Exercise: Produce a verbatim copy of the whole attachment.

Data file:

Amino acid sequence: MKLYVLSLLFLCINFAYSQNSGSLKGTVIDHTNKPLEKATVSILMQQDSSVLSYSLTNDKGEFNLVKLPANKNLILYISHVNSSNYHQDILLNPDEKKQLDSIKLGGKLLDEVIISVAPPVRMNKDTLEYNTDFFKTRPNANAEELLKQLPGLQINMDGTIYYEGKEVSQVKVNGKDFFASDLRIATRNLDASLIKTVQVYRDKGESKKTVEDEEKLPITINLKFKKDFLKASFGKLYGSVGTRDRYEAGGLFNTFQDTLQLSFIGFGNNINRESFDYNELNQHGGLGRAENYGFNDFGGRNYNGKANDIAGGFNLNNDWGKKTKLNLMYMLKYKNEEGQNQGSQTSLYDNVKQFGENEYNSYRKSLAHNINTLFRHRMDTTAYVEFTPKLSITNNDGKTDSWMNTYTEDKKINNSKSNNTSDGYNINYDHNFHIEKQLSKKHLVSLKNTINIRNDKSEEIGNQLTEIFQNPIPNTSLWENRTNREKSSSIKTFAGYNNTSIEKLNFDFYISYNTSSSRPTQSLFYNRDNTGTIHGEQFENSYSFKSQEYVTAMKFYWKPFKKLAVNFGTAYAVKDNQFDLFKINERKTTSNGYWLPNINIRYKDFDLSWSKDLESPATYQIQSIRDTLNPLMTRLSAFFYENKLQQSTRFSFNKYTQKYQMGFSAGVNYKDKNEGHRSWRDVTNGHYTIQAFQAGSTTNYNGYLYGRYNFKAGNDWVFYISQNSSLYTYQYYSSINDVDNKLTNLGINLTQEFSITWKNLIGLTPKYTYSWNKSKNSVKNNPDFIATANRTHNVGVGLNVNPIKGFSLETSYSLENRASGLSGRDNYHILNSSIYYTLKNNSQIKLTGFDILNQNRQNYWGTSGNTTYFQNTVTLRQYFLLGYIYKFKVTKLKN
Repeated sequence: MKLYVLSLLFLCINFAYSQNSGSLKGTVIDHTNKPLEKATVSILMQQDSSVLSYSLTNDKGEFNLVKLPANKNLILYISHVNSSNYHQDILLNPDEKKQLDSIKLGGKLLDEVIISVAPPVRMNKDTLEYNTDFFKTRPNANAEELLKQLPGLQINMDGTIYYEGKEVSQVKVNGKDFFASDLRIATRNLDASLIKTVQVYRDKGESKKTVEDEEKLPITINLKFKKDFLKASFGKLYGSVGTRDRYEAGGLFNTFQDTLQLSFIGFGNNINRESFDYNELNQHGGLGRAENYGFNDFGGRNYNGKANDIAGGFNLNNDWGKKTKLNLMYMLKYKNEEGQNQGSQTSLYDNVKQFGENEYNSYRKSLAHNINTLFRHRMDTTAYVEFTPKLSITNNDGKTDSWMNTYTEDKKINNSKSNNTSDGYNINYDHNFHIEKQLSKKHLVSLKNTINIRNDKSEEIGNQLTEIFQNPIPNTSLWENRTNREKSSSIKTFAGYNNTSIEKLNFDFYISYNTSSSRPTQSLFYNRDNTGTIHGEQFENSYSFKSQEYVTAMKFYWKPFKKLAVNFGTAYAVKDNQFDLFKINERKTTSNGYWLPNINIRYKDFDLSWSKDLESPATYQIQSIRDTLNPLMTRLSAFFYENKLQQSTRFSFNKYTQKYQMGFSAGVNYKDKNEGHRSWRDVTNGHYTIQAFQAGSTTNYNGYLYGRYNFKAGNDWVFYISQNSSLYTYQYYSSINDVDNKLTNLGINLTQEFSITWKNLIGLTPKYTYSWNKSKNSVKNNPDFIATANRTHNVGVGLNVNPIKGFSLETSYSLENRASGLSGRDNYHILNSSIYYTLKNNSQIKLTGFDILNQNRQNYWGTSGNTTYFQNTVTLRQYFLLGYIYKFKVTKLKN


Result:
Amino acid sequence: MKLYVLSLLFLCINFAYSQNSGSLKGTVIDHTNKPLEKATVSILMQQDSSVLSYSLTNDKGEFNLVKLPANKNLILYISHVNSSNYHQDILLNPDEKKQLDSIKLGGKLLDEVIISVAPPVRMNKDTLEYNTDFFKTRPNANAEELLKQLPGLQINMDGTIYYEGKEVSQVKVNGKDFFASDLRIATRNLDASLIKTVQVYRDKGESKKTVEDEEKLPITINLKFKKDFLKASFGKLYGSVGTRDRYEAGGLFNTFQDTLQLSFIGFGNNINRESFDYNELNQHGGLGRAENYGFNDFGGRNYNGKANDIAGGFNLNNDWGKKTKLNLMYMLKYKNEEGQNQGSQTSLYDNVKQFGENEYNSYRKSLAHNINTLFRHRMDTTAYVEFTPKLSITNNDGKTDSWMNTYTEDKKINNSKSNNTSDGYNINYDHNFHIEKQLSKKHLVSLKNTINIRNDKSEEIGNQLTEIFQNPIPNTSLWENRTNREKSSSIKTFAGYNNTSIEKLNFDFYISYNTSSSRPTQSLFYNRDNTGTIHGEQFENSYSFKSQEYVTAMKFYWKPFKKLAVNFGTAYAVKDNQFDLFKINERKTTSNGYWLPNINIRYKDFDLSWSKDLESPATYQIQSIRDTLNPLMTRLSAFFYENKLQQSTRFSFNKYTQKYQMGFSAGVNYKDKNEGHRSWRDVTNGHYTIQAFQAGSTTNYNGYLYGRYNFKAGNDWVFYISQNSSLYTYQYYSSINDVDNKLTNLGINLTQEFSITWKNLIGLTPKYTYSWNKSKNSVKNNPDFIATANRTHNVGVGLNVNPIKGFSLETSYSLENRASGLSGRDNYHILNSSIYYTLKNNSQIKLTGFDILNQNRQNYWGTSGNTTYFQNTVTLRQYFLLGYIYKFKVTKLKN
Repeated sequence: MKLYVLSLLFLCINFAYSQNSGSLKGTVIDHTNKPLEKATVSILMQQDSSVLSYSLTNDKGEFNLVKLPANKNLILYISHVNSSNYHQDILLNPDEKKQLDSIKLGGKLLDEVIISVAPPVRMNKDTLEYNTDFFKTRPNANAEELLKQLPGLQINMDGTIYYEGKEVSQVKVNGKDFFASDLRIATRNLDASLIKTVQVYRDKGESKKTVEDEEKLPITINLKFKKDFLKASFGKLYGSVGTRDRYEAGGLFNTFQDTLQLSFIGFGNNINRESFDYNELNQHGGLGRAENYGFNDFGGRNYNGKANDIAGGFNLNNDWGKKTKLNLMYMLKYKNEEGQNQGSQTSLYDNVKQFGENEYNSYRKSLAHNINTLFRHRMDTTAYVEFTPKLSITNNDGKTDSWMNTYTEDKKINNSKSNNTSDGYNINYDHNFHIEKQLSKKHLVSLKNTINIRNDKSEEIGNQLTEIFQNPIPNTSLWENRTNREKSSSIKTFAGYNNTSIEKLNFDFYISYNTSSSRPTQSLFYNRDNTGTIHGEQFENSYSFKSQEYVTAMKFYWKPFKKLAVNFGTAYAVKDNQFDLFKINERKTTSNGYWLPNINIRYKDFDLSWSKDLESPATYQIQSIRDTLNPLMTRLSAFFYENKLQQSTRFSFNKYTQKYQMGFSAGVNYKDKNEGHRSWRDVTNGHYTIQAFQAGSTTNYNGYLYGRYNFKAGNDWVFYISQNSSLYTYQYYSSINDVDNKLTNLGINLTQEFSITWKNLIGLTPKYTYSWNKSKNSVKNNPDFIATANRTHNVGVGLNVNPIKGFSLETSYSLENRASGLSGRDNYHILNSSIYYTLKNNSQIKLTGFDILNQNRQNYWGTSGNTTYFQNTVTLRQYFLLGYIYKFKVTKLKN